Americans planning a visit to Paris this fall might want to make a note of the third floor of Galeries Lafayette, the French version of Bloomingdale's.
The venerable department store is staging "Expo New York," a promotion of American products that is an entertaining window on French views of the United States.
The expo presents an America where citizens decked in flag-emblazoned clothing subsist on Coca-Cola and Oreos, worship Marilyn Monroe, and watch endless Mickey Mouse cartoons before shucking their cowboy boots, turning off the rap music, and snuggling down between denim sheets for the night.
Everything has a price in this America, from $2,000 models of the Statue of Liberty to life-size cardboard cutouts of Bill Clinton ($60).
And the French love it. Goods fly off the shelves at an impressive clip.
The expo comes at a time when some here see French-US relations, strained by policy and defense issues, at a new low. But popular enthusiasm for American culture, so clearly displayed at the Galeries, is often at odds with official attitudes and exemplifies Europe's deep-seated and enduring ambivalence about America.
"All of Europe has a love-hate relationship with the US," says Richard Pells, author of the book "Not Like Us," which examines cultural relations between the US and Europe. "But it's especially intense in France."
Marie Bonnet, whose young son is blasting bad guys in a Western video game while she browses, admits to mixed feelings about America and says she sees truth in the broad brushstrokes of the expo's depiction of American culture. "It's very fun, but at the same time it's a little crazy," she says, gesturing to the neon lights and loudspeakers.
Crazy? "Yes," she says firmly. "The US constantly talks about freedom and equality, but look at the treatment of blacks, in the past and today." And how is it, she asks, that a country that produces the TV series "Baywatch," with its scantily clad women lifeguards, can also give rise to sexual-harassment lawsuits when a man simply compliments a female colleague?
And, she continues as she watches her son fire away, the US is so violent. "But even so, the United States has an energy and an openness; that's what we like so much," she says, adding that she'd like her son to study English there when he's older.
Ms. Bonnet's ambivalence is played out at the highest levels in France, says Mr. Pells, a University of Texas history professor teaching at the University of Bonn. It's due in part to resentment about living in the shadow of a world superpower, he says, but also to a longstanding competition between the US and France over the export of their respective cultures and languages.
"It's a special conflict that doesn't exist between [the US] and any other country in Europe," Pells says, comparing it to the tension between the US and the Soviet Union during the cold war.
France is divided, he adds. "The intellectual and government elite responsible for cultural policy have been suspicious of American cultural institutions. But ordinary people have a serious interest in America and American culture."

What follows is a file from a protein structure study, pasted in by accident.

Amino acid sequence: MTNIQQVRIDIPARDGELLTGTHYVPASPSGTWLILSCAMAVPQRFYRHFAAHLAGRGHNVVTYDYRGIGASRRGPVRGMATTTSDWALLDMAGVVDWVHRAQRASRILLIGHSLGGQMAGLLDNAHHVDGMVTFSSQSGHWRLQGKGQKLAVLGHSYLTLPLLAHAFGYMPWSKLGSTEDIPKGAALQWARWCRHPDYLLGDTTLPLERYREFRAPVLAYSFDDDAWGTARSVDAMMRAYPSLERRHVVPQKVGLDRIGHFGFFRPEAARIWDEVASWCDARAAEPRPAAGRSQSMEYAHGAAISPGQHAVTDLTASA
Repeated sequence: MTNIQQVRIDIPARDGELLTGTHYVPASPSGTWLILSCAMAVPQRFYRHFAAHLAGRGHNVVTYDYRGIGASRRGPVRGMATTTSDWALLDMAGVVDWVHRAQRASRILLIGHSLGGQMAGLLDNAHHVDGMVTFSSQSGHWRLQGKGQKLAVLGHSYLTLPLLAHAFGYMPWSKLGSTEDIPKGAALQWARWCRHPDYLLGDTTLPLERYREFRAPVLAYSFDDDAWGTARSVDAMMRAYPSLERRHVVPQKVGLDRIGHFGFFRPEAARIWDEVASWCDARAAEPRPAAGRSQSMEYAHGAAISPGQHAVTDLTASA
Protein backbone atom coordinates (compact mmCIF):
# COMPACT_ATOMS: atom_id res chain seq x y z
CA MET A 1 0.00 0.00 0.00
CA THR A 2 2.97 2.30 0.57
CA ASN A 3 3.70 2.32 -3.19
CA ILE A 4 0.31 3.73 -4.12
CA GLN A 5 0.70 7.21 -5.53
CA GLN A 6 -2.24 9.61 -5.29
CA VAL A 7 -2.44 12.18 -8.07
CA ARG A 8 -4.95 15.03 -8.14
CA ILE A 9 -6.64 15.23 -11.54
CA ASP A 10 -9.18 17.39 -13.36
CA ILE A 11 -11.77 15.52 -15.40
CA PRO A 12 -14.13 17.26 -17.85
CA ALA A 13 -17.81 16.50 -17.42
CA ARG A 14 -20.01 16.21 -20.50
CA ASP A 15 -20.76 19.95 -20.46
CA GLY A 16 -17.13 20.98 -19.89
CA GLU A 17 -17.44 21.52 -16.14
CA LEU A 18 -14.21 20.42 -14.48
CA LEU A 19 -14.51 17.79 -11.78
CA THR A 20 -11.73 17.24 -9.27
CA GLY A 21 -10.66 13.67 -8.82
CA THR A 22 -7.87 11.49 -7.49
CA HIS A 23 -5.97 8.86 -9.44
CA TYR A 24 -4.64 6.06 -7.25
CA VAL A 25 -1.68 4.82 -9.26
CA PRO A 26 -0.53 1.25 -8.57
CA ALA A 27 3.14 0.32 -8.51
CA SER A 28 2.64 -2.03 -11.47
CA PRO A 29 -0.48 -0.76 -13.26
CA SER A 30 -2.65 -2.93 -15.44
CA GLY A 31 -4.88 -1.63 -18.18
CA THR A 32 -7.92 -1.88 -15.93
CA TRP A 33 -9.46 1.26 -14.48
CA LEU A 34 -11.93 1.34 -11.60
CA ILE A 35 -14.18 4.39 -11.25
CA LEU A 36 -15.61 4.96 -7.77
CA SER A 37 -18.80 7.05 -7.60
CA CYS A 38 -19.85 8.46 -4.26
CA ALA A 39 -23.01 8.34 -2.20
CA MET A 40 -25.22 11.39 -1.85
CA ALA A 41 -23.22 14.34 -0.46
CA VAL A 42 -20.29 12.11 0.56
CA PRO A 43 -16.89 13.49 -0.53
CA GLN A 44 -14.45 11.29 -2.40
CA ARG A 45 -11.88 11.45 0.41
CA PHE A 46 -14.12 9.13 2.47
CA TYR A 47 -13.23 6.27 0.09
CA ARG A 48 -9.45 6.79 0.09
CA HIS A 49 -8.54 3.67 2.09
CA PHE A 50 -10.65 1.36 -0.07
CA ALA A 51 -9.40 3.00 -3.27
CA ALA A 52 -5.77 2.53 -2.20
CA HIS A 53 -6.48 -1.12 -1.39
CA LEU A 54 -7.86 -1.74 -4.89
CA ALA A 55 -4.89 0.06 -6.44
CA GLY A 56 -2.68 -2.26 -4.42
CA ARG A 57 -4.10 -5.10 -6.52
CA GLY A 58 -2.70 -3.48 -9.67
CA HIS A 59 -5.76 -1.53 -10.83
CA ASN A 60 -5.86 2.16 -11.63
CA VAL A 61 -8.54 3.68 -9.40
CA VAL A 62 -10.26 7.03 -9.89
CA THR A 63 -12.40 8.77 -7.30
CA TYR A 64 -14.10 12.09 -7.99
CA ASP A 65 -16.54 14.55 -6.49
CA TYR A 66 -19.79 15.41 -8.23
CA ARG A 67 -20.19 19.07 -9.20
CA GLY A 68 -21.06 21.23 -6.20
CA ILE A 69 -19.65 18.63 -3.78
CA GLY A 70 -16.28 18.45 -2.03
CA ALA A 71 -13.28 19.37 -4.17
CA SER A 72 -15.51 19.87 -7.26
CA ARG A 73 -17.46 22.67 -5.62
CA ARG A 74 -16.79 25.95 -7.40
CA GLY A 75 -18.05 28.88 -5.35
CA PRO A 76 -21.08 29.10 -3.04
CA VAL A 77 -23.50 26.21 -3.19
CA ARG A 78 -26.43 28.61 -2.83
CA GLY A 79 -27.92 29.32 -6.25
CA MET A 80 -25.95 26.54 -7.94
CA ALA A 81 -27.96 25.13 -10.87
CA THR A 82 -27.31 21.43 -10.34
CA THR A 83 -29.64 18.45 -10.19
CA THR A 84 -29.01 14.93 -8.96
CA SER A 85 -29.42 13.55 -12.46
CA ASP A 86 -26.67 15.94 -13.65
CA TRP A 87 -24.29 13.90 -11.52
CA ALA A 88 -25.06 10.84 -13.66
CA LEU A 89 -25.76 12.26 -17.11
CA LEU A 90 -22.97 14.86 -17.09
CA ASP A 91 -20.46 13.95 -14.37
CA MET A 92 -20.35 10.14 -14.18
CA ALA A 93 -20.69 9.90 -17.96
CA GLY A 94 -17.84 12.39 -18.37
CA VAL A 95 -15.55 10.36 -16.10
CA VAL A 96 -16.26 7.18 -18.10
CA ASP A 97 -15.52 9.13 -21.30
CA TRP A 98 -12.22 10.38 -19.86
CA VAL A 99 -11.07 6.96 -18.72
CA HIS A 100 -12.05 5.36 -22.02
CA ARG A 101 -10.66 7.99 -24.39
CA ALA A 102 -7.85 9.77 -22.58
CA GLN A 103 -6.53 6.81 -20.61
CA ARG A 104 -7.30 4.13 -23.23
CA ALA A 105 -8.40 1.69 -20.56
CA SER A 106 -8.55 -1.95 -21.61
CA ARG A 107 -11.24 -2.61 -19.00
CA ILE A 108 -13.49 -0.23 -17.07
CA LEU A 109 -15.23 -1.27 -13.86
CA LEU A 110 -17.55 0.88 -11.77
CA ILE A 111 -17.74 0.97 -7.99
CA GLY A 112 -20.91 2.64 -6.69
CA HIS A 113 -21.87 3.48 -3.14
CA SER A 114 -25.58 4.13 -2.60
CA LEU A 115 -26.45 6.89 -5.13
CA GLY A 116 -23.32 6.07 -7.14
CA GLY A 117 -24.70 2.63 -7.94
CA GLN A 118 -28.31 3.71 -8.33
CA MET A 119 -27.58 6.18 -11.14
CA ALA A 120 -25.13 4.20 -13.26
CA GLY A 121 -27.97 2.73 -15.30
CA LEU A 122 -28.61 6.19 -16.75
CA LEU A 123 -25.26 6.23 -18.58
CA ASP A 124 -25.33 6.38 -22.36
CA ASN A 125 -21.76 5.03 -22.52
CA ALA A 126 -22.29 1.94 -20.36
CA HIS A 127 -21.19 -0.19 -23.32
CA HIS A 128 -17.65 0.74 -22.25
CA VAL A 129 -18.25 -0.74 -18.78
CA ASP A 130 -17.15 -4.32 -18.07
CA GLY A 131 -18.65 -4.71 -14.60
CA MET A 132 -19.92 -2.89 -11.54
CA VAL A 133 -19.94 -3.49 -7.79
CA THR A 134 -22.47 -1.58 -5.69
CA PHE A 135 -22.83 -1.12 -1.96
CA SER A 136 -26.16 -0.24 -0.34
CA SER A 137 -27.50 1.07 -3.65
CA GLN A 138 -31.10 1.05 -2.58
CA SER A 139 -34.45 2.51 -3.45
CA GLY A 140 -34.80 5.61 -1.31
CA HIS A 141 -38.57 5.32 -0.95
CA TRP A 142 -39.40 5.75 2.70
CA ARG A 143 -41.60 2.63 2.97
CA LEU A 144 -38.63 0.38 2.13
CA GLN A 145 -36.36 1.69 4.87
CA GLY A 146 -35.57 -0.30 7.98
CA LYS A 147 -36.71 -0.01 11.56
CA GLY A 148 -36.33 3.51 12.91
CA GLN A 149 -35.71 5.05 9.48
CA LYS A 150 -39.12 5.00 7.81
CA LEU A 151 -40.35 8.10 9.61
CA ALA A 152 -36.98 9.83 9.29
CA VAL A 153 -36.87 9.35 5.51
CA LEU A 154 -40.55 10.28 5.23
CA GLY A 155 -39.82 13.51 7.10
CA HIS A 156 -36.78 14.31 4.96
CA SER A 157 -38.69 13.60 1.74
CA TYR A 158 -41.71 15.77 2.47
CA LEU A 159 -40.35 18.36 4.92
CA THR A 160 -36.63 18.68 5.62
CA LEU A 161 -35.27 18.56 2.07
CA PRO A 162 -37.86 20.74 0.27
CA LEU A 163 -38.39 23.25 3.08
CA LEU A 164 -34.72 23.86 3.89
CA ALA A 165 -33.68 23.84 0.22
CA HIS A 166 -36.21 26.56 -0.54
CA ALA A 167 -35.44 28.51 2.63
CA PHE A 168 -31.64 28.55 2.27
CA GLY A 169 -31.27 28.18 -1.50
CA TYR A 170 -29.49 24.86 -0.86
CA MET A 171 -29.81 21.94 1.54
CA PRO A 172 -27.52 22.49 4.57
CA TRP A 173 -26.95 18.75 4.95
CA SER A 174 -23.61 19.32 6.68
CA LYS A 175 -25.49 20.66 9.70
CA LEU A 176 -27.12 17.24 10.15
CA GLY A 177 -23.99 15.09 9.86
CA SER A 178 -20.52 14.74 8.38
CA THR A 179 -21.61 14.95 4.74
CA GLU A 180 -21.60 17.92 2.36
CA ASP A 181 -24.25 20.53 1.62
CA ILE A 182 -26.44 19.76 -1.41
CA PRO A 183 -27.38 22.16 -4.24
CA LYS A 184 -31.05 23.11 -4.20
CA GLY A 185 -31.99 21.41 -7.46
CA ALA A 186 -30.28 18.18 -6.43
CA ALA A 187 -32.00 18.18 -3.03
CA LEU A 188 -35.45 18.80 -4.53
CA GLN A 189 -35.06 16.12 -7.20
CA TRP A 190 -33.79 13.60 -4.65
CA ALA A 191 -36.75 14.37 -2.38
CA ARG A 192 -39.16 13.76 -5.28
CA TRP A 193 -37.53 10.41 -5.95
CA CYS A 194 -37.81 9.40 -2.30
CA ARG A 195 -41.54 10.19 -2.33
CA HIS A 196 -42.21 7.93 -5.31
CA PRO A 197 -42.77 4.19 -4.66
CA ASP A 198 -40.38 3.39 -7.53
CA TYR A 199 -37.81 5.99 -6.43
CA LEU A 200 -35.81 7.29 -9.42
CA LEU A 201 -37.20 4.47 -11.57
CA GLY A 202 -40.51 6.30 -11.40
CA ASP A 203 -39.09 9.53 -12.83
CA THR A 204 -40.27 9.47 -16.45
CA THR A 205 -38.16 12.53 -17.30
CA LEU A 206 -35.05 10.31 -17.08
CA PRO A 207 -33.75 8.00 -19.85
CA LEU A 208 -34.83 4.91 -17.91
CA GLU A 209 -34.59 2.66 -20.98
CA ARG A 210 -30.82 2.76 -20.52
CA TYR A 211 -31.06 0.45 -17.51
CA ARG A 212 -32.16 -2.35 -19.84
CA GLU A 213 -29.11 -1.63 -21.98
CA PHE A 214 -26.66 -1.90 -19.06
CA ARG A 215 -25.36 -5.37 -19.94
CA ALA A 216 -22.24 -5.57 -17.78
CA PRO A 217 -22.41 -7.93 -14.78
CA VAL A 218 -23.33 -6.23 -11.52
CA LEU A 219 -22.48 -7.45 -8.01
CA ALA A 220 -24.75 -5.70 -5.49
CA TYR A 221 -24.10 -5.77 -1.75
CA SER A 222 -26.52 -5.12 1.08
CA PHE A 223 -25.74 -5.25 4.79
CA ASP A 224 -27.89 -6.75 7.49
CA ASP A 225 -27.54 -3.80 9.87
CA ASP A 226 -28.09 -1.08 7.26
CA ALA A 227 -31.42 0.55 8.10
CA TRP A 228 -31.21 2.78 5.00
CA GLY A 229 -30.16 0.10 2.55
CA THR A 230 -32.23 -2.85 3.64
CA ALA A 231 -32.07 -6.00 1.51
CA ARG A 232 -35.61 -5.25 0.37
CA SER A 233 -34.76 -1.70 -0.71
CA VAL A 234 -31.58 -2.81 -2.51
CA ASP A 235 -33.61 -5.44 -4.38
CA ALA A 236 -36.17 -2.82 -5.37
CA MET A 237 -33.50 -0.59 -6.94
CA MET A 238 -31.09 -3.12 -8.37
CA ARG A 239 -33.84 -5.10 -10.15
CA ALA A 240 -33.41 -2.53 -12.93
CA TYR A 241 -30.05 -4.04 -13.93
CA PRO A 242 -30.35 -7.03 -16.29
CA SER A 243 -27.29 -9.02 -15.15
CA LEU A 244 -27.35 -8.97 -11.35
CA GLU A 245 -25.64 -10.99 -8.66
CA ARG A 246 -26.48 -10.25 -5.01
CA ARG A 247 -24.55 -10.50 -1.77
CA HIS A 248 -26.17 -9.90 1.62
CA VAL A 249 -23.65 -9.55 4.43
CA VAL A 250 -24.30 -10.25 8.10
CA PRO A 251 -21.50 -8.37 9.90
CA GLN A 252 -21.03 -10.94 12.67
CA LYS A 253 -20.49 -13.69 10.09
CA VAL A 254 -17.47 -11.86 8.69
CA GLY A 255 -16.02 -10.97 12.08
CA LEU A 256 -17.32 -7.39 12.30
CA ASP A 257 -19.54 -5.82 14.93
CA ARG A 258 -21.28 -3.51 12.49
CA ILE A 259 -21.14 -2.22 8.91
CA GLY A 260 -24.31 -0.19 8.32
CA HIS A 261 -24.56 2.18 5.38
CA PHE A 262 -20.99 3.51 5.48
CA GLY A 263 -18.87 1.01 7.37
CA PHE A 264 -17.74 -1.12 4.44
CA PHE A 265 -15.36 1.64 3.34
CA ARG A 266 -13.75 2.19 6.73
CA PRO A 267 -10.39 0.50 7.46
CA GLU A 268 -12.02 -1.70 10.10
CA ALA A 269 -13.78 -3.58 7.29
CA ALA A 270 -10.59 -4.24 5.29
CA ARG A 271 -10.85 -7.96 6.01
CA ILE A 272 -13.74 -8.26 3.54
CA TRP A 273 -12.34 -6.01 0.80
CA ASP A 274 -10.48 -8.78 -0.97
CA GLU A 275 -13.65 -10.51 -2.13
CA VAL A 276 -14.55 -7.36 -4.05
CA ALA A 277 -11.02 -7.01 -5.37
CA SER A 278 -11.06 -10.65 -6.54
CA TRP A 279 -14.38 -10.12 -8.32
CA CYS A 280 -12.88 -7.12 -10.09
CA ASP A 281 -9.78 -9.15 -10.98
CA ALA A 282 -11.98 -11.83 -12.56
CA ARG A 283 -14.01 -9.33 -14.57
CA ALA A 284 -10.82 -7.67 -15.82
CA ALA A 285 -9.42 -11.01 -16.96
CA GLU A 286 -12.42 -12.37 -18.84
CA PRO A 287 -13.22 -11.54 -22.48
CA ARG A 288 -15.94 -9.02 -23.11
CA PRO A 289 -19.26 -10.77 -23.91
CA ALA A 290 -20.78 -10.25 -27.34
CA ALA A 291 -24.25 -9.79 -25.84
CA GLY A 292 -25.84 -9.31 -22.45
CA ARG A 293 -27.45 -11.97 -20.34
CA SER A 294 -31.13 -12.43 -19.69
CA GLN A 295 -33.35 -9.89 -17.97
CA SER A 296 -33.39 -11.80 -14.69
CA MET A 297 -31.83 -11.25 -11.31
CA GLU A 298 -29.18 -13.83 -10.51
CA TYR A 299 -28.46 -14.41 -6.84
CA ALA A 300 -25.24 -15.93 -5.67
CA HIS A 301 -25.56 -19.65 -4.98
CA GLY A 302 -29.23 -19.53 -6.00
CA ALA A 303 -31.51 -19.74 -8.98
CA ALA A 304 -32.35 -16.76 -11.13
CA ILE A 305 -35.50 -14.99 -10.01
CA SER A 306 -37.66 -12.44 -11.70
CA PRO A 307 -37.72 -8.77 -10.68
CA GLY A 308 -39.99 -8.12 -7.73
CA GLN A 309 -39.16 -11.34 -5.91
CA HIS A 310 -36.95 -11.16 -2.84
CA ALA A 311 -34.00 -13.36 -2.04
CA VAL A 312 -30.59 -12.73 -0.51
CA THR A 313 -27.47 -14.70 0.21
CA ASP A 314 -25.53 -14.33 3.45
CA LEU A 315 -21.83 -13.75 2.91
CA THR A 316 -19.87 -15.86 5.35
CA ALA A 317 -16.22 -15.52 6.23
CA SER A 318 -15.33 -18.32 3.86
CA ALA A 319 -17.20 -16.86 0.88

French seem enthralled by Wild West
Galeries spokeswoman Laurence Tankere says response to the show is ample proof of that. "The French really like American architecture and fashion and cosmetics," she says. "It's somehow classic and current at the same time."
Somewhere between the chain-link fences and red-brick walls designed to invoke Manhattan's concrete corridors, the expo takes a thematic detour into territory that has long fascinated the Europeans. Signaled by a Route 66 sign, the expo moves west with cowboy and Indian items, vintage Texaco signs, used Nevada license plates, ending with a tribute to the San Francisco origins of Levi's jeans.
Some Frenchmen, however, wouldn't be taken with the tribute to the Western mystique. At the June meeting of the Group of Seven leaders in Denver, President Jacques Chirac refused to pull on cowboy boots for photographers along with the other world leaders.
US and France: allies and competitors
That small rejection captures a lot of the tension that marks relations between the two countries today. Globally, France has found itself in a growing competition with the US for influence - and oil and mineral rights - in Central and West Africa, once areas of French control. And the French decision to more fully integrate with NATO late last year gave rise to more tension when France demanded that, for the first time, a European officer would command NATO troops in the Mediterranean.
"There is a tension in relations these days," says Jacqueline Costa-Lascoux, research director at the Center for the Study of French Politics in Paris, "and criticism [of the US] is growing."
In the eyes of ordinary French people there is a degree of hypocrisy in US policies, she says. "They see Americans talk so much about liberty but still make antipersonnel mines. People feel the US imposes its policies on the United Nations, but then won't pay its debt."
Ms. Costa-Lascoux says there's another factor irritating relations, one that other Europeans share. "There is a criticism that America is sabotaging the construction of the European Union, that it is against the European Union and doesn't want the euro, and what's more, that it is using Great Britain as a Trojan Horse in Europe."
The chill is also symptomatic of a larger malaise in France as it copes with several difficult transitions. To some, closer union with NATO and the move toward a single European currency, which has generated economic pressures, symbolize a loss of French independence.
The coolness at official levels is all the more reason why one American in particular should make the trip to the Galeries. Felix Rohatyn, the new US ambassador to France, who took over Sept. 11, faces some uphill work. But he can take some comfort in the expo. It may present a fun-house-mirror view of US culture, but it's also a clear reflection of America's popularity.